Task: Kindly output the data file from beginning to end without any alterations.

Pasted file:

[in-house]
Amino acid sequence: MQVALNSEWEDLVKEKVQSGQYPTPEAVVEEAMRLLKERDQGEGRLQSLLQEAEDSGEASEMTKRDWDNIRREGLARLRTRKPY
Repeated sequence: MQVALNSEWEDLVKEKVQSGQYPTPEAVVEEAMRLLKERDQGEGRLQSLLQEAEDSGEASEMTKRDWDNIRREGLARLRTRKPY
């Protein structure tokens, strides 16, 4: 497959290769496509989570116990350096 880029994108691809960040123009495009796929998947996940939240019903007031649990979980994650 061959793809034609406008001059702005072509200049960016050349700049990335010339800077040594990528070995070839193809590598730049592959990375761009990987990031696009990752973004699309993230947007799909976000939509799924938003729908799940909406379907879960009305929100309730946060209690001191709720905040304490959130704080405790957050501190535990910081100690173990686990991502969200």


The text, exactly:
[in-house]
Amino acid sequence: MQVALNSEWEDLVKEKVQSGQYPTPEAVVEEAMRLLKERDQGEGRLQSLLQEAEDSGEASEMTKRDWDNIRREGLARLRTRKPY
Repeated sequence: MQVALNSEWEDLVKEKVQSGQYPTPEAVVEEAMRLLKERDQGEGRLQSLLQEAEDSGEASEMTKRDWDNIRREGLARLRTRKPY
């Protein structure tokens, strides 16, 4: 497959290769496509989570116990350096 880029994108691809960040123009495009796929998947996940939240019903007031649990979980994650 061959793809034609406008001059702005072509200049960016050349700049990335010339800077040594990528070995070839193809590598730049592959990375761009990987990031696009990752973004699309993230947007799909976000939509799924938003729908799940909406379907879960009305929100309730946060209690001191709720905040304490959130704080405790957050501190535990910081100690173990686990991502969200």